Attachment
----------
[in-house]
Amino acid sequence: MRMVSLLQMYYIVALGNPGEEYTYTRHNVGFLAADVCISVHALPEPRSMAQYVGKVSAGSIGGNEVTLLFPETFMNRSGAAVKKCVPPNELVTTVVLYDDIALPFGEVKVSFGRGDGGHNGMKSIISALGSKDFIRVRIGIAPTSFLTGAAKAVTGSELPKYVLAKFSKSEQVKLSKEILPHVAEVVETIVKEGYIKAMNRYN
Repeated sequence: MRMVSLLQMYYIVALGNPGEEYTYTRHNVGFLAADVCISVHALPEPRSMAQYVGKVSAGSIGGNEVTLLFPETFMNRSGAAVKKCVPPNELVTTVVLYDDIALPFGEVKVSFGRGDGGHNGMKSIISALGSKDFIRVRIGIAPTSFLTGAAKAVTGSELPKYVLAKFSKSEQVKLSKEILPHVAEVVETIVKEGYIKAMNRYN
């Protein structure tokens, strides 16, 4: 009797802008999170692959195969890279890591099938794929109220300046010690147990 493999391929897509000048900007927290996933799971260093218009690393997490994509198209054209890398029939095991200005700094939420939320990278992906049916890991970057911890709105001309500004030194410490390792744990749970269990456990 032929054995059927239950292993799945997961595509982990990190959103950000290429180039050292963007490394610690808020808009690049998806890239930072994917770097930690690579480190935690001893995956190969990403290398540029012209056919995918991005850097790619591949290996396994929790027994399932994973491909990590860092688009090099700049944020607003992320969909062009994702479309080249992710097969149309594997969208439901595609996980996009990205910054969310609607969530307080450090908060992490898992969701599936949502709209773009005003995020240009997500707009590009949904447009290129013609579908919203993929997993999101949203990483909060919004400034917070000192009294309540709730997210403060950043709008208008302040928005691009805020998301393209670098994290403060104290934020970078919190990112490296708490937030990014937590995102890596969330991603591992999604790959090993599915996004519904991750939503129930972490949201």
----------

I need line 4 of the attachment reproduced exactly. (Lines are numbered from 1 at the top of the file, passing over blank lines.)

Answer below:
């Protein structure tokens, strides 16, 4: 009797802008999170692959195969890279890591099938794929109220300046010690147990 493999391929897509000048900007927290996933799971260093218009690393997490994509198209054209890398029939095991200005700094939420939320990278992906049916890991970057911890709105001309500004030194410490390792744990749970269990456990 032929054995059927239950292993799945997961595509982990990190959103950000290429180039050292963007490394610690808020808009690049998806890239930072994917770097930690690579480190935690001893995956190969990403290398540029012209056919995918991005850097790619591949290996396994929790027994399932994973491909990590860092688009090099700049944020607003992320969909062009994702479309080249992710097969149309594997969208439901595609996980996009990205910054969310609607969530307080450090908060992490898992969701599936949502709209773009005003995020240009997500707009590009949904447009290129013609579908919203993929997993999101949203990483909060919004400034917070000192009294309540709730997210403060950043709008208008302040928005691009805020998301393209670098994290403060104290934020970078919190990112490296708490937030990014937590995102890596969330991603591992999604790959090993599915996004519904991750939503129930972490949201």